So, a cumulative GPA is simply a student's average grade during a particular study period.
What is an overall GPA?
Every student maintains a Grade Point Average (GPA) that accompanies them throughout their current academic program, such as their bachelor's degree, and evolves as they progress. This ongoing GPA allows students to track their academic performance and understand the level of improvement needed to enhance their academic profile.
That's the overall GPA, which is a student's average performance based on every grade they have gotten since they started their studies.
What is an unweighted GPA?
In its standard form, the GPA calculation treats each grade equally without considering the difficulty of the respective course. This means that all grades a student receives in every course are given the same value and, consequently, have the same impact on the cumulative or overall GPA.
In that case, the average is called unweighted to highlight that course difficulty hasn’t been taken into account while calculating the GPA.
What is a weighted GPA?
Incorporating a measure of each course's difficulty level, in addition to the grade earned, can offer a more accurate overview of a student's academic achievements. When calculating a weighted GPA, it is common to use a scale that extends beyond the traditional 0 to 4.0 range, such as a 0 to 5.0 scale.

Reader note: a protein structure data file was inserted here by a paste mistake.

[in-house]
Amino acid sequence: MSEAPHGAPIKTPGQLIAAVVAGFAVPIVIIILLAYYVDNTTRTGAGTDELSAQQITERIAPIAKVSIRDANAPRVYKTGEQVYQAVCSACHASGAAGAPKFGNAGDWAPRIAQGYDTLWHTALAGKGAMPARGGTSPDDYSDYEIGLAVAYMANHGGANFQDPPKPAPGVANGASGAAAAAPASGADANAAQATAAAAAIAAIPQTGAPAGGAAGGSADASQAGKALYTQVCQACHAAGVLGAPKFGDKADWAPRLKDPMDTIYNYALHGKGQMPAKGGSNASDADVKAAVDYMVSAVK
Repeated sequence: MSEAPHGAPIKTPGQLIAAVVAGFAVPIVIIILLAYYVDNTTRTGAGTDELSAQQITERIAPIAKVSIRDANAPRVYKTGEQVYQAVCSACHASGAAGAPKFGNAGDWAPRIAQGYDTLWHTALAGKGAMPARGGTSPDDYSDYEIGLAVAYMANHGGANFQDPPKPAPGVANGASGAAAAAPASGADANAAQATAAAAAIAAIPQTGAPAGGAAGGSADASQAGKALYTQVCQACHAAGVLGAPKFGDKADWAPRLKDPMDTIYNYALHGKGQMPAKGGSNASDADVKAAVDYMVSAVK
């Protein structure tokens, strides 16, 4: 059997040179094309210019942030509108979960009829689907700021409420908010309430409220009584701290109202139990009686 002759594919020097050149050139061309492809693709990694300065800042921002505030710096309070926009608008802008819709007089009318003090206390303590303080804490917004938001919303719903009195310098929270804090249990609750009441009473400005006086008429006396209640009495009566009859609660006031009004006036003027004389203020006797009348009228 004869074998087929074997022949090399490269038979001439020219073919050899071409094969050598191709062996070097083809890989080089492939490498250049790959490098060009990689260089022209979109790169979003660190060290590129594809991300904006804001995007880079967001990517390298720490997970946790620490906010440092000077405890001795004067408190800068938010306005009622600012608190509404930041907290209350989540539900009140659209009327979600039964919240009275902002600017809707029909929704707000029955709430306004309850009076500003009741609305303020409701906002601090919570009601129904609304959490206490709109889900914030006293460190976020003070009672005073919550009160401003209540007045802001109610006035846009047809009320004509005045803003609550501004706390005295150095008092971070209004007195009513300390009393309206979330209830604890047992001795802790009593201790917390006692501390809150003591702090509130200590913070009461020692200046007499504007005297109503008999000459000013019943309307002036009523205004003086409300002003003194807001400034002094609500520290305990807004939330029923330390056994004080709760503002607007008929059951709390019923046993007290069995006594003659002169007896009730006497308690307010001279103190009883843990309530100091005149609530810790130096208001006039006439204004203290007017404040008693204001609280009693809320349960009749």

So, an A in an easy course is equivalent to 4.0, while an A in a challenging course is equivalent to 5.0. This approach gives greater weight to the grades achieved in more demanding courses, resulting in a more accurate representation of a student's academic performance.
To sum up, the GPA is a universal metric for translating a student's performance to various grading systems with accuracy and transparency and a way for students to track their overall performance at any point in their academic journey.
How to calculate your GPA?
As we mentioned above, in every grading system, specific grades (for example, A) or grade ranges (for example, 6.5-8.49) correspond to specific points for facilitating GPA calculation. That way, figuring out how many GPA points you get from each course and calculating your unweighted average becomes an easy task.
All you have to do is:
For instance, let's say your grade in course X corresponds to 3.0 GPA points and your grade in course Y to 2.0 points. If course X has 3 units and course Y has 2 units, your total points are (3x3)+(2x2)=13. Consequently, your GPA from courses X and Y is 13:(2+3)=2.6.
To calculate a weighted GPA, you need to identify the courses that are assigned more weight or have a higher value.
What is a good GPA?